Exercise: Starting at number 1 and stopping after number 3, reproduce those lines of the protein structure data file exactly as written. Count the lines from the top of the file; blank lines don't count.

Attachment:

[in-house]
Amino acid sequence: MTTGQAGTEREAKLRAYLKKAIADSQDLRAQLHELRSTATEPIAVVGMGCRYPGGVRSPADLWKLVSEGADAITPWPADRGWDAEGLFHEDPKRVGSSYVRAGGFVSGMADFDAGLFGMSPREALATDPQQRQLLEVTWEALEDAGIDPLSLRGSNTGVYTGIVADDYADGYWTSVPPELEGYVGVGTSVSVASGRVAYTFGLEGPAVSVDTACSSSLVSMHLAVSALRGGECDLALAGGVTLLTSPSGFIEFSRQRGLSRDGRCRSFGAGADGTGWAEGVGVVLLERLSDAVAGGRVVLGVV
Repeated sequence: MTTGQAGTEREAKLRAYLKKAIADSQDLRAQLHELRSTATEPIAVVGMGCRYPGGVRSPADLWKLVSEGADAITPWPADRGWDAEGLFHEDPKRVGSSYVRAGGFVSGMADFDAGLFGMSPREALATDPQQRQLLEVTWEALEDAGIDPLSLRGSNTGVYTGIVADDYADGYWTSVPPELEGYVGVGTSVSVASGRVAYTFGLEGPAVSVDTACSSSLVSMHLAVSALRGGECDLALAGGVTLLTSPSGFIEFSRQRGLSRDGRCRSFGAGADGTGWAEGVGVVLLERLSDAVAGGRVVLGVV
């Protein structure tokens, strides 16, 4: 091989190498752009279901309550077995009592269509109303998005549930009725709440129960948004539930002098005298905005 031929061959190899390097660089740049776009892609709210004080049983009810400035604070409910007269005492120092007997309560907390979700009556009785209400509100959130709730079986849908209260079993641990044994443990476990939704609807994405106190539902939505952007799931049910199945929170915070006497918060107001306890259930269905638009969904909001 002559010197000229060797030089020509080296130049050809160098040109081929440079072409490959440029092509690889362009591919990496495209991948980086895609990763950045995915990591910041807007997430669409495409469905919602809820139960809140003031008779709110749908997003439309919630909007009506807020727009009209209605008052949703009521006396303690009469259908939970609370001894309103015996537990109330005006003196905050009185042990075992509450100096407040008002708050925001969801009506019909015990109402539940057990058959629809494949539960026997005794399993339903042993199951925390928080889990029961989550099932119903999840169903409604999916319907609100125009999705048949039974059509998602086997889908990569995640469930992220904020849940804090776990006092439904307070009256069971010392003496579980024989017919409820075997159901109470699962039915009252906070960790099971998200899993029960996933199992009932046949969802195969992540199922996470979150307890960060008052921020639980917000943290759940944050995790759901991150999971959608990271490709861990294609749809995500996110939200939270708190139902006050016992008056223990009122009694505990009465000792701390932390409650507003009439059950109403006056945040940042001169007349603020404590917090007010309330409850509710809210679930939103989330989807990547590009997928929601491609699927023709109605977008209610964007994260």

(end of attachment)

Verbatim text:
[in-house]
Amino acid sequence: MTTGQAGTEREAKLRAYLKKAIADSQDLRAQLHELRSTATEPIAVVGMGCRYPGGVRSPADLWKLVSEGADAITPWPADRGWDAEGLFHEDPKRVGSSYVRAGGFVSGMADFDAGLFGMSPREALATDPQQRQLLEVTWEALEDAGIDPLSLRGSNTGVYTGIVADDYADGYWTSVPPELEGYVGVGTSVSVASGRVAYTFGLEGPAVSVDTACSSSLVSMHLAVSALRGGECDLALAGGVTLLTSPSGFIEFSRQRGLSRDGRCRSFGAGADGTGWAEGVGVVLLERLSDAVAGGRVVLGVV
Repeated sequence: MTTGQAGTEREAKLRAYLKKAIADSQDLRAQLHELRSTATEPIAVVGMGCRYPGGVRSPADLWKLVSEGADAITPWPADRGWDAEGLFHEDPKRVGSSYVRAGGFVSGMADFDAGLFGMSPREALATDPQQRQLLEVTWEALEDAGIDPLSLRGSNTGVYTGIVADDYADGYWTSVPPELEGYVGVGTSVSVASGRVAYTFGLEGPAVSVDTACSSSLVSMHLAVSALRGGECDLALAGGVTLLTSPSGFIEFSRQRGLSRDGRCRSFGAGADGTGWAEGVGVVLLERLSDAVAGGRVVLGVV